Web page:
“I had a plan that I was going to be a millionaire by 27,” says van Stolk. “My friends thought I was a nutjob because I had a date set and I was going to do that.” The young entrepreneur rented a church basement, cut up fresh fruit he bought from a local market and sold it on a cart called Fruit for Thought in front of Churchill Square and another a few blocks away, offering a healthy option to downtown office workers.
“We made a buttload of cash. It was incredible. So many people came by like: ‘I need fruit! I need fruit!’ And I made so much money, I thought, ‘This is it! I’m going to be a millionaire selling fruit!'” Of course, by the time winter set in, things were a little different. Van Stolk laughs: “We all know Edmonton, by the time September rolled around and the temperature hit 30 below, there was nothing on the street. Then I had to back that puppy up.” Rethinking his get-rich strategy, he struck out into unchartered territory, first by securing the rights to glacier ice from a company in Canmore. “The idea was to sell the ice in the United States for high-end scotches and whiskeys,” says van Stolk. “Once I had secured the rights to the ice, I was going to trade them for the rights to this orange juice out of California. This is a true story – I can’t make this shit up.”
Though van Stolk’s valiant attempt at the trade failed – he caught a red-eye to New York carrying a cooler full of glacier ice, arrived at the meeting and was unceremoniously laughed out of the room – he ended up securing the orange juice by selling everything he owned, including his car, to get the funding. He brought in a shipment to Edmonton, only to find what he had bought was the thickest, pulpiest orange juice he’d ever seen. “You could stick a spoon in it,” says van Stolk. He made the best of the bunk deal by taking what he calls a car-salesman approach, selling customers on the weight-loss advantages of a heavily pulped fruit juice. His pitch worked, as $11,000 in first-year sales skyrocketed to $1 million by the fourth year.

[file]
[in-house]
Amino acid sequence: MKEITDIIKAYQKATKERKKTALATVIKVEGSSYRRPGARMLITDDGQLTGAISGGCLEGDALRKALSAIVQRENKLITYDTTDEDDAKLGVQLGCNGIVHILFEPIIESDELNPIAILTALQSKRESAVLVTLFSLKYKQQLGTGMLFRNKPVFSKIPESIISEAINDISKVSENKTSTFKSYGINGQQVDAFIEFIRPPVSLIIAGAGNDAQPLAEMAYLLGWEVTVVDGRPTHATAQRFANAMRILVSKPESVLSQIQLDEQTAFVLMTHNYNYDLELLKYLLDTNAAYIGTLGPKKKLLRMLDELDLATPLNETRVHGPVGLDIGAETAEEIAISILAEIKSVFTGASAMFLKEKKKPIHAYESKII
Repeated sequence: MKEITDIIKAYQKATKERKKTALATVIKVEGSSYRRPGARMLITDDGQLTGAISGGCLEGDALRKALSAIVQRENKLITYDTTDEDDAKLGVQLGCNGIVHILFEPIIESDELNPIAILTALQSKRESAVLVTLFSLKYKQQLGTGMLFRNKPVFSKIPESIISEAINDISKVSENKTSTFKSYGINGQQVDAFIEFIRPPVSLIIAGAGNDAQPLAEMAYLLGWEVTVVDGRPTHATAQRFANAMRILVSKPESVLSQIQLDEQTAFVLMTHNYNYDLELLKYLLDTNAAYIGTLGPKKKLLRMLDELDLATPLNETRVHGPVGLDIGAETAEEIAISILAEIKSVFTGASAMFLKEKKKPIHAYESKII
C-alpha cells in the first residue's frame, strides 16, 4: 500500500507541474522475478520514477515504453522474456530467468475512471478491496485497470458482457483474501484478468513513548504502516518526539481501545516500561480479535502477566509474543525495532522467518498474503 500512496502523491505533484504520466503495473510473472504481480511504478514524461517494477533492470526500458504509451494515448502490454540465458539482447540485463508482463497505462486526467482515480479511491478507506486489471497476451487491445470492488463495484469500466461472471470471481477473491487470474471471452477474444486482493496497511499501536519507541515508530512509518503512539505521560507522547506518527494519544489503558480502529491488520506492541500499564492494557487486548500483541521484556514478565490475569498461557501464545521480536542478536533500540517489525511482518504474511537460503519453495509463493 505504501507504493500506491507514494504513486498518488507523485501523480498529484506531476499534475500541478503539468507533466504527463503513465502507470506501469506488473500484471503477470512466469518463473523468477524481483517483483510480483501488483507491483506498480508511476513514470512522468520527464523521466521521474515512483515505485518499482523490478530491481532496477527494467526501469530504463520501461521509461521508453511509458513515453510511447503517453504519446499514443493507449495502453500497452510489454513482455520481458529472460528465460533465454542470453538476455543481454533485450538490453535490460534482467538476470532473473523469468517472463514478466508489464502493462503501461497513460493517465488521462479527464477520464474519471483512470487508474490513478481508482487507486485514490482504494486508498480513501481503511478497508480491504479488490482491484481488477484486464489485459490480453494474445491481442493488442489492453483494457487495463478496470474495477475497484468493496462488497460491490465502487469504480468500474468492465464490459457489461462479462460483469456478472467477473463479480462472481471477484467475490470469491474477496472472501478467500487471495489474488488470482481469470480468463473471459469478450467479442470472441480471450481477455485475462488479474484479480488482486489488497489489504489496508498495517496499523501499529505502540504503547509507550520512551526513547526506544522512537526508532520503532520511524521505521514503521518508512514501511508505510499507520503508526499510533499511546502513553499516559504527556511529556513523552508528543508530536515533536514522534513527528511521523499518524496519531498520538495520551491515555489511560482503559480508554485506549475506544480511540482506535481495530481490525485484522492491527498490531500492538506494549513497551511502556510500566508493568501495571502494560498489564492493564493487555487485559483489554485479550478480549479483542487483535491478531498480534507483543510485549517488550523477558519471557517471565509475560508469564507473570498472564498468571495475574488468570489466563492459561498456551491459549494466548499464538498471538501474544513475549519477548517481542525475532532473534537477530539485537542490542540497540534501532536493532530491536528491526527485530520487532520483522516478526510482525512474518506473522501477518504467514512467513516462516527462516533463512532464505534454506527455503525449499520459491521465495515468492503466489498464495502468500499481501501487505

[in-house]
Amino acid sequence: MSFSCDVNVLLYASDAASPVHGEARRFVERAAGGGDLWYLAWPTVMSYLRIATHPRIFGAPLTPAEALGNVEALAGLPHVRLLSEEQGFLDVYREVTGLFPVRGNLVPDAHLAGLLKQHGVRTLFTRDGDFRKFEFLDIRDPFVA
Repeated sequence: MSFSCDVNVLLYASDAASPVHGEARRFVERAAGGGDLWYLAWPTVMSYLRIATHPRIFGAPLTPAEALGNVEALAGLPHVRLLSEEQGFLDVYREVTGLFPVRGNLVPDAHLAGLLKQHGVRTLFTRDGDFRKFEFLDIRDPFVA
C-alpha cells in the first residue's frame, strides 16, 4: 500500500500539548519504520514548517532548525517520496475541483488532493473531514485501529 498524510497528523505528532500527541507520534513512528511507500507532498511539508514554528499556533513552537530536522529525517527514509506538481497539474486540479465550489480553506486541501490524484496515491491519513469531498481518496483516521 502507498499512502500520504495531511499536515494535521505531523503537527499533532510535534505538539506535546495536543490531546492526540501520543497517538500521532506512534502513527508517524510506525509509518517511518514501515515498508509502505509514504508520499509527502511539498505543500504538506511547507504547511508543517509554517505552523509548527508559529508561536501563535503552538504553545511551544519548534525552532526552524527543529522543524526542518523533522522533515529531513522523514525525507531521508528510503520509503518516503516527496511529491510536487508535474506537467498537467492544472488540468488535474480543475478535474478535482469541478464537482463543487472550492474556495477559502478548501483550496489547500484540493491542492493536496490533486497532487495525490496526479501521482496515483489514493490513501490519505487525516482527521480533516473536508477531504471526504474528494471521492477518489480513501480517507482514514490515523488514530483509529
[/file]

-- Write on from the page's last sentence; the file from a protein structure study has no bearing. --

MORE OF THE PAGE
He then stretched out into securing the Canadian rights to distribute a then-unheard-of iced tea brand, AriZona Iced Tea, under his company, Urban Juice and Soda. By 1996, van Stolk was making his own natural sodas, and sold AriZona Iced Tea in order to reimagine his business as the now familiar Jones Soda Co. He then moved the operation to Seattle and brought the company public. “I took over. Then I walked the walk and talked the talk. I can honestly say I haven’t done that all the time in my life, but this time I did.” By 2005, Jones Soda could be found in nearly every Starbucks and Target in North America. Van Stolk had grown his project into an international brand. He had been recognized byThe Wall Street Journal,People Magazine,Forbes, and had been named one ofMaclean‘s Top 100 Canadians. But it was this golden age of the soft drink company that van Stolk reflects on with tinge of regret. “I’ve made a few mistakes,” he says. “One being that, when I was offered to sell Jones, I decided not to sell until it was worth more. So I ended up $50 million to $70 million on the wrong side. Most people never get to be in the position of being offered $70 million – and not many people are stupid enough not to take it.” The regret may come from the fact that, only two years later, the company took a 79 per cent hit in its market share, and van Stolk stepped down as CEO, though with a sizable $350,000 severance package. The move came on the heels of several lawsuits filed against van Stolk and Jones Soda Co. for allegedly misleading investors by inflating the company’s share price before releasing poor earnings reports, leading to a price plunge – the stock went from $31.54 a share to $15.30 in a matter of months.